The question has also been raised about the ability of any Prime Minister to serve as overseer or arbiter of the code, given all the other pressures on him or her. During the last few hours in office of the right hon. Member for Sheffield, Brightside, the Prime Minister at one point openly admitted that, owing to pressure of work, he was not fully up to date with what was going on. Of course he cannot be. The Prime Minister of the day cannot be expected to fulfil that role and to have the time to study everything that is going on.

That is why I hope the Minister will give an indication tonight that the Government will consider the creation of the other element of the recommendations to which Dr. Wright referred a moment ago—not simply an independent adviser, but an independent investigatory process for people who are alleged to have transgressed in relation to the ministerial code, and where there are doubts whether the ministerial code has been fulfilled.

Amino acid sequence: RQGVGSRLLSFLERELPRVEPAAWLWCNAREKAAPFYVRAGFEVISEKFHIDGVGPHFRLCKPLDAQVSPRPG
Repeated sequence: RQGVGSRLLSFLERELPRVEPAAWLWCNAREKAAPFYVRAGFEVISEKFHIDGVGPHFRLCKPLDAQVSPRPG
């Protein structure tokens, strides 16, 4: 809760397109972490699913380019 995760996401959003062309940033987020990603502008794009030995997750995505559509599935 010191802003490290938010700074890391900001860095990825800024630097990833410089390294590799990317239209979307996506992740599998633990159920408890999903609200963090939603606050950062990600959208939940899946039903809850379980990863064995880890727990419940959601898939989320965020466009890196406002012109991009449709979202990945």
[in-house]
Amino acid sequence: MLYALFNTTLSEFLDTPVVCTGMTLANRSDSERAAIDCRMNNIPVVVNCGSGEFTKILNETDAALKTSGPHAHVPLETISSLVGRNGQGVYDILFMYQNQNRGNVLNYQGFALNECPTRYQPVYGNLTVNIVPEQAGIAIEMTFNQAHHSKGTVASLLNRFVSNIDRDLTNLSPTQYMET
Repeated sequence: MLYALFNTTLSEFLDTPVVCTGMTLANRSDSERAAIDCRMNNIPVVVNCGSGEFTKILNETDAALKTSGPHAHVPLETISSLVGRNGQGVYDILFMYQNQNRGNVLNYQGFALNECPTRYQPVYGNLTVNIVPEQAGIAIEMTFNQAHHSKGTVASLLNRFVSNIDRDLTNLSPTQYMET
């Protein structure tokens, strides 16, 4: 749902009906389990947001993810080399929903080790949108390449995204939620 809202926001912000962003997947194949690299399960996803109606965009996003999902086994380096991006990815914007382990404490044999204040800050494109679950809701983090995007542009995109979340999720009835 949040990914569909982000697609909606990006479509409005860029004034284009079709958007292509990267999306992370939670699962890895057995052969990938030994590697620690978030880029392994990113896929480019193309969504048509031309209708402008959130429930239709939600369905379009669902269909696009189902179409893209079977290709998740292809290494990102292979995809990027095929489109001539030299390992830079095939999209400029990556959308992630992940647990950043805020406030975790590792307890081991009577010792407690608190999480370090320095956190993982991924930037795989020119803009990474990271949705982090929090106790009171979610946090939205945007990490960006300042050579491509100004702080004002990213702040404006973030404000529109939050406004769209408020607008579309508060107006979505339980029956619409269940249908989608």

The Committee recommended that

"At the beginning of each Parliament, the Prime Minister should nominate two or three individuals of senior standing after consultation with leaders of the major opposition parties.

(b) The names of these individuals should be made public.

(c) Should the Prime Minister consider an investigation into an allegation of a breach of the Ministerial Code appropriate, the Prime Minister would invite one of these individuals to conduct that investigation.

(d) The individual selected to carry out an investigation should investigate the facts and report his or her findings to the Prime Minister, who would decide on the consequences for a Minister. The report should be published."